Wade – There was a period just after Donald Trump was elected when the reflation trade came back, and we saw bond yields rise quite sharply. Of course, a lot of that was based on hopes that there would be a big fiscal package.
That doesn’t now seem to be likely for various reasons, not least because even within the Republican Party they can’t agree on what’s needed.
When the crisis started, the Reinhart and Rogoff analysis, ‘This Time is Different’, talked about financial repression. That’s exactly what we’ve had – and it’s what we’ve still got. The financial repression after the Second World War lasted up to the 1970s, nearly 20 years, so we could still see quite a long period of this.
Funds Europe – Is it time for central banks to start raising interest rates?
Williams – I’d like to see the banks that can, to start closing the liquidity tab, like the Fed, even if that just means ‘draining the sink’ a little. The good thing is that central banks have two levers to push: raising rates and lowering the balance sheet by selling bonds. But before they even get to that stage, banks can just simply stop reinvesting income from the bonds that mature.
If the Fed proceeded along this path of non-reinvestment – tightening by doing nothing – then by 2019, they could preclude the need for five further rate hikes, 130 basis points on the Fed Fund’s target, in which case they’re doing the right thing, they’re using both levers. I would like to see the Bank of England, the ECB and ultimately one day, Japan, do the same thing.
Linked to the notion of financial repression, surely nine years on QE has distorted not only the financial system, but also the labour market.
Possibly one reason why UK employment data shows the strongest gains at the senior end is because those deferring retirement probably do so due to ultra-low savings. This could be one reason why wages aren’t going up.
There is an increasing participation rate in many major economies and you could argue that’s actually indirectly being caused by central banks keeping their foot on the gas for so long.
Allas – The very low-rate environment hasn’t actually stimulated the amount of investment that everybody thought it would. Raising rates might not have any substantive negative impact on business investment, but of course then you have to consider the household sector. Because of indebtedness, raising rates actually hits consumption, which is just starting to increase.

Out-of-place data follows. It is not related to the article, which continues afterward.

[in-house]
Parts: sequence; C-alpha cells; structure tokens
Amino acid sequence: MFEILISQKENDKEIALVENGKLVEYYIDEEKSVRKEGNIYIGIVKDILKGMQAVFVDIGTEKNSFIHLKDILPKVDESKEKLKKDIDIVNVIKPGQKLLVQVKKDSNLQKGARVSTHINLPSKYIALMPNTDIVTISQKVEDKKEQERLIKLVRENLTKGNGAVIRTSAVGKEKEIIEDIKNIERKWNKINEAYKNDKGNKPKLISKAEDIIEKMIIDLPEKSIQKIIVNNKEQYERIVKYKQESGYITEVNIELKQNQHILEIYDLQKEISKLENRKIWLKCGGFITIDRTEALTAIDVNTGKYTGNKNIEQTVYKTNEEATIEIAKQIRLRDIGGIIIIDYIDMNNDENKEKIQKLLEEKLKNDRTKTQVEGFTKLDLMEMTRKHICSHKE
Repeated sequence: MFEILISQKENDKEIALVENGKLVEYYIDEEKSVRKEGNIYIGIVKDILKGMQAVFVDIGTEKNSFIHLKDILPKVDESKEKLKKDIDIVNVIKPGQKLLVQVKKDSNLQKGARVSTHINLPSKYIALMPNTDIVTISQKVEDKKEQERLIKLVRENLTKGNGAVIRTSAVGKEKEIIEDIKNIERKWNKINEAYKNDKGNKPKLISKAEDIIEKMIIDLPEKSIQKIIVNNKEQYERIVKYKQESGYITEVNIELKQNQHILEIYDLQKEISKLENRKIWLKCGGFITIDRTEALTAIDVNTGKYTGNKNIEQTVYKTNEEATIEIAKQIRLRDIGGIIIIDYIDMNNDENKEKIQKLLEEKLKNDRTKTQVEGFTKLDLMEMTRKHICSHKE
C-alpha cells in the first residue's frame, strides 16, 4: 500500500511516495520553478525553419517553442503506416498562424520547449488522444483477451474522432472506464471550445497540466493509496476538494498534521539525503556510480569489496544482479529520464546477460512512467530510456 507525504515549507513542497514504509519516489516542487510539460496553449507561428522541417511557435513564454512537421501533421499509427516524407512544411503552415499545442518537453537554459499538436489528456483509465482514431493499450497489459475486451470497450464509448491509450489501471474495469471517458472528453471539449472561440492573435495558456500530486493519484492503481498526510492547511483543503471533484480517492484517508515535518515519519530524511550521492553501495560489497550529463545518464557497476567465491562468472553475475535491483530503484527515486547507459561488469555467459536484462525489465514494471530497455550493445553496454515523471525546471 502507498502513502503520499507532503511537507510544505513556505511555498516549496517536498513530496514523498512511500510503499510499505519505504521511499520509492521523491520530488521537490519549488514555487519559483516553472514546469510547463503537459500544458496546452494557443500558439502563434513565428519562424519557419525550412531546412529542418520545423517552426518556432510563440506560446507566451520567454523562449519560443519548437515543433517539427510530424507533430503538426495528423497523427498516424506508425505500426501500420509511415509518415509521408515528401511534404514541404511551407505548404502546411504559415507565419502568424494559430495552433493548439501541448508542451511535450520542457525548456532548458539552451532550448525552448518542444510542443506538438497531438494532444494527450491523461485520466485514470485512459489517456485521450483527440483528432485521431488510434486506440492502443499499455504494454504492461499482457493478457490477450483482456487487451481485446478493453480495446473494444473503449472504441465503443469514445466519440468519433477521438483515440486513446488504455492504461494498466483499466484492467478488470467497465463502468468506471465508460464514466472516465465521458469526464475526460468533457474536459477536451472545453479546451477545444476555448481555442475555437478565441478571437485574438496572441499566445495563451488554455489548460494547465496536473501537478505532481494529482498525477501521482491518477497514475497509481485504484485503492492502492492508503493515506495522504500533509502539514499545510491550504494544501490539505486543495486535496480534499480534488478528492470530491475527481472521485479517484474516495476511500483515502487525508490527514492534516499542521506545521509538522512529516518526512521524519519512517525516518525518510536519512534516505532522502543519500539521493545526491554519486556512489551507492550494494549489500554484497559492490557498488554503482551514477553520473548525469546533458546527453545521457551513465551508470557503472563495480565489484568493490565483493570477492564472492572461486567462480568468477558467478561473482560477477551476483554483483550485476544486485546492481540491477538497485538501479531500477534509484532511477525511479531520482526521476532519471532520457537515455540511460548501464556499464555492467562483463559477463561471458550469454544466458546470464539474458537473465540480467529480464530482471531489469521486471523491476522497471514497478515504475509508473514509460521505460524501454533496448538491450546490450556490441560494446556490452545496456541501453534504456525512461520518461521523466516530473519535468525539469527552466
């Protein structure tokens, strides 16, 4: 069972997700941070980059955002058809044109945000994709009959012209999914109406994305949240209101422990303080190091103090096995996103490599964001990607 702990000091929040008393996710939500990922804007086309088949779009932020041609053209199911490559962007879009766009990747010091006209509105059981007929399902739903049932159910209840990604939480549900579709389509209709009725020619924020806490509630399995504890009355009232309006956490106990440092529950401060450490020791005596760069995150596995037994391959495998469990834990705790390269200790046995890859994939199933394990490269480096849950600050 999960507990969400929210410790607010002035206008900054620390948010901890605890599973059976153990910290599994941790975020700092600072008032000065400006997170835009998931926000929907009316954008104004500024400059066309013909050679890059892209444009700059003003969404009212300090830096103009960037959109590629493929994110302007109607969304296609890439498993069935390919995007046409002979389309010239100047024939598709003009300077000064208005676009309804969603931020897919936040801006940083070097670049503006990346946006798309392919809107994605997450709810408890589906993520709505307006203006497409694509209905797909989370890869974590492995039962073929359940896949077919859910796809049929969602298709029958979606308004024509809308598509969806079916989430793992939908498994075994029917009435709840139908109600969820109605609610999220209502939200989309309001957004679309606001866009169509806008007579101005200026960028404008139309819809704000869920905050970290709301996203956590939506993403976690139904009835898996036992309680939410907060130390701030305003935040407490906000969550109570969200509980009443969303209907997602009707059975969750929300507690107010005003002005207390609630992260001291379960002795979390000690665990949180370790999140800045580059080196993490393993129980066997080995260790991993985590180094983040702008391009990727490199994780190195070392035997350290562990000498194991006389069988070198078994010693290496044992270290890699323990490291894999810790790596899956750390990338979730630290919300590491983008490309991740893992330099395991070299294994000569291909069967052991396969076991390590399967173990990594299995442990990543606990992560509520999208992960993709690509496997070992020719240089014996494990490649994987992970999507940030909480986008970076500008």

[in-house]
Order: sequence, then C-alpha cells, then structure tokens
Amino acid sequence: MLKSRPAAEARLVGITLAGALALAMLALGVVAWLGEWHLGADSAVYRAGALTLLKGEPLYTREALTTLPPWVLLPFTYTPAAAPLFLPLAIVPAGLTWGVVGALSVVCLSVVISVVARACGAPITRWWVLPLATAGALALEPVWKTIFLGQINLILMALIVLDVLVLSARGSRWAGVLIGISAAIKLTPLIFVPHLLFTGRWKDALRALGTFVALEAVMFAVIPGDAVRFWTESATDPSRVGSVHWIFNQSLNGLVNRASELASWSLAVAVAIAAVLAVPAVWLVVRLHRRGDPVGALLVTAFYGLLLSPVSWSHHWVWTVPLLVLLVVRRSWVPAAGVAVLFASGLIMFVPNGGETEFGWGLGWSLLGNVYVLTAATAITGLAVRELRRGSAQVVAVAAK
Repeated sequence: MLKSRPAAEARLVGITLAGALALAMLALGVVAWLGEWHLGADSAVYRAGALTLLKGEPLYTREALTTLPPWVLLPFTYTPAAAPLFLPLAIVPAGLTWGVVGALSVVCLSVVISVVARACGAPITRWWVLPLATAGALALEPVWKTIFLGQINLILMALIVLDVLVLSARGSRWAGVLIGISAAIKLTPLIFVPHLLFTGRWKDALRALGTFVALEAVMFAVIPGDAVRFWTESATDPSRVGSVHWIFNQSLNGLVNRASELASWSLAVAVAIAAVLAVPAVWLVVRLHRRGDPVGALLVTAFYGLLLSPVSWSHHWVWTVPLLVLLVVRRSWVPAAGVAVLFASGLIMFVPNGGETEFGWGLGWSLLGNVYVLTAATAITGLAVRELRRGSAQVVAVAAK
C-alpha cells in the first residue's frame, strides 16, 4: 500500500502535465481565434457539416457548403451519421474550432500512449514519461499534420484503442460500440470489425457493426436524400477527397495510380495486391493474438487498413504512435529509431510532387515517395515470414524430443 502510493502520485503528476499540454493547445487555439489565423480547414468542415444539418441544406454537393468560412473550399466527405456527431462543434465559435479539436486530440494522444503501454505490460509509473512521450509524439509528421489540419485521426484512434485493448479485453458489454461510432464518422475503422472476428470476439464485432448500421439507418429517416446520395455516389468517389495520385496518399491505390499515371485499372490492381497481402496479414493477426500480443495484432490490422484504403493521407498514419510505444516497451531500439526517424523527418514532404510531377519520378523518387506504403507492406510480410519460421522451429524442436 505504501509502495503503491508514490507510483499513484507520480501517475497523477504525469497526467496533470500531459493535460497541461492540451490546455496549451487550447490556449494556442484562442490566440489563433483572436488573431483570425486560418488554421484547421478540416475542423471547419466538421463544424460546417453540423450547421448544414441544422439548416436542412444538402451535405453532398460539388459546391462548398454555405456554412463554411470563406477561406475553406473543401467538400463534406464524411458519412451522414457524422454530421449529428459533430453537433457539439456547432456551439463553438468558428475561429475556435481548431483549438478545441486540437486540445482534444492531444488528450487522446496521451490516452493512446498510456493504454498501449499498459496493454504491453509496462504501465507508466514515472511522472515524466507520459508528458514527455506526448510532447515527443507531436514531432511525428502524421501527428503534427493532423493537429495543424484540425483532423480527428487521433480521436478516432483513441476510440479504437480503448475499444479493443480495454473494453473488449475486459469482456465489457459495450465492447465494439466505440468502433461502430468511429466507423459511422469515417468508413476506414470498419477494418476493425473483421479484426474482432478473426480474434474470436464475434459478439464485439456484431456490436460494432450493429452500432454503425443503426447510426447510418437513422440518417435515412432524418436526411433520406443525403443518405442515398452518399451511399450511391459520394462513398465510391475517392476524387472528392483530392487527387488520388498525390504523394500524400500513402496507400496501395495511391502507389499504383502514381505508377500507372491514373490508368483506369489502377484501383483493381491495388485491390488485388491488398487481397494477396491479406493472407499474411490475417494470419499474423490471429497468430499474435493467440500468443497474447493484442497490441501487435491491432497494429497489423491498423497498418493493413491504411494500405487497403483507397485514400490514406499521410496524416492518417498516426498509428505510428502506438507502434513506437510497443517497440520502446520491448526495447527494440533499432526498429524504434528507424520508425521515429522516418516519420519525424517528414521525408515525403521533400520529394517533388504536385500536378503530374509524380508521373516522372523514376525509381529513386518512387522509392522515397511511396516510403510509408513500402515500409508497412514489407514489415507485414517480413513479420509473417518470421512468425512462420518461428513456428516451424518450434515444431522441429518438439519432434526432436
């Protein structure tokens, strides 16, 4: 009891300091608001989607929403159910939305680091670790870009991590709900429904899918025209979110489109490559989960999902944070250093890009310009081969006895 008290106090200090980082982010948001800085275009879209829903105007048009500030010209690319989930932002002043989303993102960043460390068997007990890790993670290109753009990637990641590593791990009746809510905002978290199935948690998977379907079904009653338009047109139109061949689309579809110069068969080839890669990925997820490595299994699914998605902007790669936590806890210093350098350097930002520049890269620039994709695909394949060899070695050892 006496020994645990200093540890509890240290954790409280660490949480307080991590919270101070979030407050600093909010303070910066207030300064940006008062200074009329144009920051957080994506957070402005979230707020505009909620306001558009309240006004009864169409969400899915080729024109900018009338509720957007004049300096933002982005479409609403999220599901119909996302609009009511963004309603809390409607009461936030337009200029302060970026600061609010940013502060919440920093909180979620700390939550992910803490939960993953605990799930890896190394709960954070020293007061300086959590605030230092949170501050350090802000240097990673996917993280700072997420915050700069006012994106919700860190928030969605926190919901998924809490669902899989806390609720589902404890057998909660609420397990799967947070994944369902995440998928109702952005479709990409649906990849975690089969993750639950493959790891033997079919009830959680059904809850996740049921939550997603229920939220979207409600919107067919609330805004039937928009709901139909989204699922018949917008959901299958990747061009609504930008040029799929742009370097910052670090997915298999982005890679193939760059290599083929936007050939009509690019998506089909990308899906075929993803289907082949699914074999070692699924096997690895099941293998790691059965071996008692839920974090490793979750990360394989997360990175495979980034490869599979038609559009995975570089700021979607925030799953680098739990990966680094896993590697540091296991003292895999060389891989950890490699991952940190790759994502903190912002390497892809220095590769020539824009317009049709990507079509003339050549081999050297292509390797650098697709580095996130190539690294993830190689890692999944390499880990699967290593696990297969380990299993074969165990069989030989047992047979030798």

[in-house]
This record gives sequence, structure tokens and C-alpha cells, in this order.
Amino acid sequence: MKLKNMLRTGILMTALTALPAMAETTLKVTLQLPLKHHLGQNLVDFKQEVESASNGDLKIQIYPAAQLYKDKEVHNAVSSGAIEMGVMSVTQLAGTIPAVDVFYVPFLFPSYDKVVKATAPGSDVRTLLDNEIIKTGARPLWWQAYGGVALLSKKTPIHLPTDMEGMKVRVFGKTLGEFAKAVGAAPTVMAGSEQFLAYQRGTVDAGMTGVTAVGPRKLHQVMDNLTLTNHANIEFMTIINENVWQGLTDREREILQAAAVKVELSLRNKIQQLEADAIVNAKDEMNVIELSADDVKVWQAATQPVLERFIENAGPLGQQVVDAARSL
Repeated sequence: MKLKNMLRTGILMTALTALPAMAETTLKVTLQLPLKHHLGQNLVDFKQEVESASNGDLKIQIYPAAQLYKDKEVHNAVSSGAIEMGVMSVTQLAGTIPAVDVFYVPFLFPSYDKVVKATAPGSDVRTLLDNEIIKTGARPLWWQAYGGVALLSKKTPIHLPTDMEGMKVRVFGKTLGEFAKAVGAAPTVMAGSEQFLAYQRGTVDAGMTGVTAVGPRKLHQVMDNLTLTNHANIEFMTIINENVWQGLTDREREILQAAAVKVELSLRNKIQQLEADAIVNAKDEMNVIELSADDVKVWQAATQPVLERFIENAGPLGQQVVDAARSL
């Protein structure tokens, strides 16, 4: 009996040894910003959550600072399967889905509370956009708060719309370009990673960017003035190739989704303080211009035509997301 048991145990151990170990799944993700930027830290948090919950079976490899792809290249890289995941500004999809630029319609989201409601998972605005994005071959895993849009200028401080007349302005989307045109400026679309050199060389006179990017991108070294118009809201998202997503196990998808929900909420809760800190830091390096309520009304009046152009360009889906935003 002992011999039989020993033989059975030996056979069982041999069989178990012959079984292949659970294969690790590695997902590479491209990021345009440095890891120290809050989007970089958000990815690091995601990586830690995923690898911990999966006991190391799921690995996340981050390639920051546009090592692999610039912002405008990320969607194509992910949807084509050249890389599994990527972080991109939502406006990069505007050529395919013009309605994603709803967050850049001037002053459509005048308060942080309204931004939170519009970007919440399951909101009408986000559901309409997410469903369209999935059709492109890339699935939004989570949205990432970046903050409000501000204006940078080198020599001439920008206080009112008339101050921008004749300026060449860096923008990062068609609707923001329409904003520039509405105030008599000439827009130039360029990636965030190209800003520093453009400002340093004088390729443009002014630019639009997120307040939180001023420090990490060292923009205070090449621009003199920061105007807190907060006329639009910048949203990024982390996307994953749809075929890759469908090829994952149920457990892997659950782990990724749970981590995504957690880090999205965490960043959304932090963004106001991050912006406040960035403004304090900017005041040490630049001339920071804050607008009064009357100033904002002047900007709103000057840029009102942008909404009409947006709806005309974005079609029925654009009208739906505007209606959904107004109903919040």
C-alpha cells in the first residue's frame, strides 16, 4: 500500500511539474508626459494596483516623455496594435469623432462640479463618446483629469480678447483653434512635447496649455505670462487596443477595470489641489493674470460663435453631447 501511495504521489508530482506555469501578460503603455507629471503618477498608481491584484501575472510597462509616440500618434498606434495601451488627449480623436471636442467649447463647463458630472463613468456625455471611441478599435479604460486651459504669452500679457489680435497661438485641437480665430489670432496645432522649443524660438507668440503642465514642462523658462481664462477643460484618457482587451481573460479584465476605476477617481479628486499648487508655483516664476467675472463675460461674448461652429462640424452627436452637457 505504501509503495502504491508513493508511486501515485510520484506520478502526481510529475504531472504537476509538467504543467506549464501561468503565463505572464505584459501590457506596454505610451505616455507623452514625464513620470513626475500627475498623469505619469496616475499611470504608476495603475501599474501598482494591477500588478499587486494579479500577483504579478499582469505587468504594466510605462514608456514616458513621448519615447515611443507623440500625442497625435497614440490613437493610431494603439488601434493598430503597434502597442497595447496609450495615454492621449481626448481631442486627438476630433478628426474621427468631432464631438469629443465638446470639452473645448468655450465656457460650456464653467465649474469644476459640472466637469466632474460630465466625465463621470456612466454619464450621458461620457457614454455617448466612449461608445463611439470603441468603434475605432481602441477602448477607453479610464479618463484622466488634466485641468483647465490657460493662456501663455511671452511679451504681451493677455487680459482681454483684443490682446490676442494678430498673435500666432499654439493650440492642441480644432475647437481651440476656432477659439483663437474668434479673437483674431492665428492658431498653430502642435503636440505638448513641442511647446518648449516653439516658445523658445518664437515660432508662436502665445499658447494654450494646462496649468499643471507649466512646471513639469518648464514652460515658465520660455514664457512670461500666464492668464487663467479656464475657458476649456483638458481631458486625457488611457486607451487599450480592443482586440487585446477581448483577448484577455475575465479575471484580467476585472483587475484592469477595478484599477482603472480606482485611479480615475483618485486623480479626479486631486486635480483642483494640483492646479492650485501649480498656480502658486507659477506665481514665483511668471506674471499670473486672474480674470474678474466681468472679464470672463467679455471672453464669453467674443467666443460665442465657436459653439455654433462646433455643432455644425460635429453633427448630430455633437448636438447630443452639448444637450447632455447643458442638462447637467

Wade – The case for US rates to go a little higher is probably the clearest. Using the conventional Taylor Rule model, you could argue that interest rates should at least in real terms be zero. Janet Yellen has alluded to the idea of a long-run zero interest rate rather than 2%, which is always what the thinking was in the Taylor Rule. I personally think the timing for further rate rises is currently difficult because of understanding what low inflation means. The view at Schroders
is that inflation will gradually pick up again next year, but clearly the Fed
is standing back from that.
The second thing is the balance sheet reduction. I do think they want to do that, but there could be quite a long pause before the Fed starts to tighten again. There is a case for the ECB to taper, but for the ECB it is not just about the immediate impact on the economy. The ECB has been addressing problems with the euro and at the periphery of the Eurozone, such as Greece. The ECB’s QE has helped to compress peripheral yields, aiding countries at the periphery, so what happens when the ECB begins to unwind? Do we start to see peripheral yields in Europe begin to rise? If we do, then in countries like Italy with very high levels of debt, you quickly get into a situation where that becomes unstable.
It begs the question about what level of interest rates is sustainable in Europe. Clearly Germany could sustain much higher rates, but in a common currency zone you’re pretty much driven by the lowest common denominator, which means effectively that some of the peripheral economies would not be
able to withstand interest rates of 3% or 4% because their debt dynamics would really deteriorate.
So, yes, it is time for the US and certainly time for parts of Europe to start seeing higher interest rates, maybe around zero in real terms, 2% nominal. But there are pockets that are going to keep interest rates very, very low.
Japan’s economy looks better, but there is still a huge debt issue. They’re not really in a position to significantly raise rates.
We are stuck with the new normal, meaning much lower interest rates.
Funds Europe – There is a tension between globalisation and nationalism. Does globalisation have a future?
Allas – At McKinsey we looked at ‘global interconnections’. This means global flows of goods, services, money, people, and data and we see very different trends between them in the short term.
Flows of goods and services have not grown quite at the rate they used to do. Yet flows of people are the highest and flows of data have grown 45-fold in the last decade. This suggests that globalisation continues to happen but is changing in nature.
Digitalisation, technology and further global interconnectedness could mean that smaller and smaller businesses